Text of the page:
WAPA's Meter-Reading System Not Communicating With Over 12,000 Customer Meters, Leading to High Level of Estimated Billing

WAPA Published On November 14, 2021 05:02 AM
Linda Straker | November 14, 2021 05:02:24 AM

Despite being in operation since 2015, thousands of meters continue to not communicate with the V.I. Water and Power Authority's AMI system, or Advance Metering Infrastructure. This is resulting in estimated bills being sent to customers much to the annoyance of the Public Services Commission.

When the commission met at a regular meeting on Friday, Julius Aubain, WAPA's chief information officer and head of information technology, said that as of November 9, a little more than 12,000 meters were officially not communicating with the AMI.

The AMI is an automated system where the meters connect with multiple collectors around the islands and those collectors relay data to collection centers placed throughout the territory. The data is then transferred to WAPA’s network and harvested for billing and monitoring purposes.

“We have been seeing some device failures on the communications side… Most are not communicating to the system,” Mr. Aubain told the commissioners who had requested an update on the number of meters that are not functioning in the system and the reason for not having a fully functioning system.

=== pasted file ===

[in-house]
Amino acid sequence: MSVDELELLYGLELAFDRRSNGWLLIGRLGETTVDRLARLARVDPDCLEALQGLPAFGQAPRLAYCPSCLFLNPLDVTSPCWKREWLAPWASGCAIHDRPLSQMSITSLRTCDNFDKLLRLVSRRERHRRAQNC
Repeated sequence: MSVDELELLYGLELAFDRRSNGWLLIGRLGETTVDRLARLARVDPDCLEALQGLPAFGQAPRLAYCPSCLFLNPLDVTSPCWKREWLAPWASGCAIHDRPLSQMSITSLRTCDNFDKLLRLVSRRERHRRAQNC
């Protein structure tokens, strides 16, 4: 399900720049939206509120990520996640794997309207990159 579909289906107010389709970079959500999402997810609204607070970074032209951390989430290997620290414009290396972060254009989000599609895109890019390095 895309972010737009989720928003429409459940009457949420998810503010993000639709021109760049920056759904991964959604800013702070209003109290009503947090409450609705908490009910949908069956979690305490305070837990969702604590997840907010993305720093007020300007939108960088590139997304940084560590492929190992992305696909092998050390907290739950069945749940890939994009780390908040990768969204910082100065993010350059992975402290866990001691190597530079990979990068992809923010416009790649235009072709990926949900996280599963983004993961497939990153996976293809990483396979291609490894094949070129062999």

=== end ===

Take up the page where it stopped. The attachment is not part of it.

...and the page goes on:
“Most of the meters are working but are not tracked in the system. In theory, we can read them manually and get the data into the system and then uploaded,” stated Mr. Aubain. However, he explained when this is done the system automatically rejects the numbers because it’s not in sync with the existing history of the customers.

“This is what causes these customers affected to continue receiving the estimated bills,” he said.

For the last billing cycle, 6 percent of customers received an estimated bill and out of that number, 2.6 percent were for locations where WAPA staff had trouble accessing. “This is because of dogs and locked gates and stuff like that,” Mr. Aubain explained to the commissioners. He also disclosed that these customers will soon receive official communication explaining the reason behind their estimated bill.

“We are getting ready to send letters to those customers who have what we call 'can’t get in,'” he informed the commissioners who expressed their displeasure with the continuous estimated billing structure.

“We need to get to a place where we no longer have continued estimation by bringing the meters where you can access them,” said Commissioner Raymond Williams, who describe the challenge as a vexing issue for not just customers but for the PSC commissioners.

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